\$\begingroup\$ Sorry I'm still confused on how TVS diodes operate, using the SMA6J18A with 18V working and clamping at 28.3V to 33.2V that seems to exceed protecting the regulator from higher than needed voltage. Would the TPD1E10B09QDPYRQ1 be better suited?, its working voltage is 9V and clamping is 13V, with the ZLDO1117's SOA curve peak being 10V for 1A that would put me in the SOA during clamping and normal operation right? Datasheet says Vin -Vout on the SOA curve chart, 9-5 = 4V, 13-5 = 8V for a safe 5V 1A output. \$\endgroup\$ – dawm Oct 8 '18 at 7:35
  • 1
    \$\begingroup\$ Or do I completely misunderstand TVS diodes completely? Does current flow past a TVS untouched at the working voltage, then starts getting clamped when it goes over the breakdown voltage? That's how I understood it, that is why I picked the SMA6J5.0CA-TR, I thought it would allow at least 5V through it and start clamping it to 9V-13.4V after it reached the breakdown. \$\endgroup\$ – dawm Oct 8 '18 at 7:35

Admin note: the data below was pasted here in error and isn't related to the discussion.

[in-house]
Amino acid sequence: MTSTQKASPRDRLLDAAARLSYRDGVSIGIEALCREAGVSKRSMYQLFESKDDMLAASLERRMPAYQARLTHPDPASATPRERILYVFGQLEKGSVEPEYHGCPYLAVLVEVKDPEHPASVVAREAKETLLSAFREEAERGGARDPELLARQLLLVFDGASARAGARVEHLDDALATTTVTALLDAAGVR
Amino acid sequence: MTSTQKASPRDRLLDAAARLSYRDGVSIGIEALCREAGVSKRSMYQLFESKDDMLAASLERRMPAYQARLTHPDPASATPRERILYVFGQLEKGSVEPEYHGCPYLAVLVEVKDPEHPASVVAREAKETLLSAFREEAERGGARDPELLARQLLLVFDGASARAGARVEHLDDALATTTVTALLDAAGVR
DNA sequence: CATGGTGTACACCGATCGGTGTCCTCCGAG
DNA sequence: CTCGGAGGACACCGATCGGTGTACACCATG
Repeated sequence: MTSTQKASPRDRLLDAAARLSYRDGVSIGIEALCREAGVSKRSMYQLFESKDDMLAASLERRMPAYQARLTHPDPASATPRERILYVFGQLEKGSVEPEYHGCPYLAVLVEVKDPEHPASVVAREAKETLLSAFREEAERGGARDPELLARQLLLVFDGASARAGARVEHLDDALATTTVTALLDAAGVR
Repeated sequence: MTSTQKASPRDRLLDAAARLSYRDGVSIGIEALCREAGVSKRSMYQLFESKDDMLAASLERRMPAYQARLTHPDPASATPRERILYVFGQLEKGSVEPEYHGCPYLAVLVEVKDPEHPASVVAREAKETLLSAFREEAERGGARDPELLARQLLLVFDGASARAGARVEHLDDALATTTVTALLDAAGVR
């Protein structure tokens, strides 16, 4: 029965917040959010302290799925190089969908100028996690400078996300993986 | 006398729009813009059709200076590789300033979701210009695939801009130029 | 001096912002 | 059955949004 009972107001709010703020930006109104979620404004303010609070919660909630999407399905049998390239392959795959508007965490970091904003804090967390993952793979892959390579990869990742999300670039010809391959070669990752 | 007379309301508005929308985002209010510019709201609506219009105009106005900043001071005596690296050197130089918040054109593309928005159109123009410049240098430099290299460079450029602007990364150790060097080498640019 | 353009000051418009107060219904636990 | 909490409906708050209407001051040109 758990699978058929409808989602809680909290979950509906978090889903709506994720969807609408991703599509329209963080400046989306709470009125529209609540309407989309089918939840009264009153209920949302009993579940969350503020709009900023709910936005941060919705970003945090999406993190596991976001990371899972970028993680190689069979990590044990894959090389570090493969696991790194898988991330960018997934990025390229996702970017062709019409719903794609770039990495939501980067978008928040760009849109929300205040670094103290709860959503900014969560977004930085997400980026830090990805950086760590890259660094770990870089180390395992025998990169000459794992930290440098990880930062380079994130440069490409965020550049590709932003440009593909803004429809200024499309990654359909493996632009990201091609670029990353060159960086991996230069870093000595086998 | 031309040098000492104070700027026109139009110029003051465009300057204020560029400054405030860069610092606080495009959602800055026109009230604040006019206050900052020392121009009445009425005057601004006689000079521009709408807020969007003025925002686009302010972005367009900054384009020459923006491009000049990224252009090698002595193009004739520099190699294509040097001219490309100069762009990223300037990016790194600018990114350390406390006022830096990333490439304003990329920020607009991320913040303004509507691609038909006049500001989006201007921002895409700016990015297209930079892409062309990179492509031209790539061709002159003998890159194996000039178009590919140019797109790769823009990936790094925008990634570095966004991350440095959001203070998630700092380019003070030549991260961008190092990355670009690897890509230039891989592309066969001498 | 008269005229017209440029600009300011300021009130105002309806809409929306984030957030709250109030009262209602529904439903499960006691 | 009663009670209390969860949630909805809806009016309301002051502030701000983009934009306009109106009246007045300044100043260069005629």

• 1
    \$\begingroup\$ @dawm Look at the diagram on page 2 of the datasheet. Because the diode is normally used in reverse direction only the left half of the diagram is of interest. If you're going to use e.g. an SMA6J15A you get V[WM]=15V, where at 15V only 1µA will leak through the diode, and beyond the breakdown voltage V[BR]=18.5V (max.) the device will act like a resistor in the order of 0.1...0.2Ohms. \$\endgroup\$ – JimmyB Oct 8 '18 at 11:12
  • 2
    \$\begingroup\$ You will want to include a fuse in the supply line before the TVS which blows in case the overvoltage is not just spurious or the supply gets reversed to prevent the TVS from creating a short curcuit and burning out. \$\endgroup\$ – JimmyB Oct 8 '18 at 11:15
2
\$\begingroup\$

Just adding my two cents, if you care :) I've designed 3 systems which are automotive powered. They were for GE (I don't work for GE, I work for an OEM who they contract to).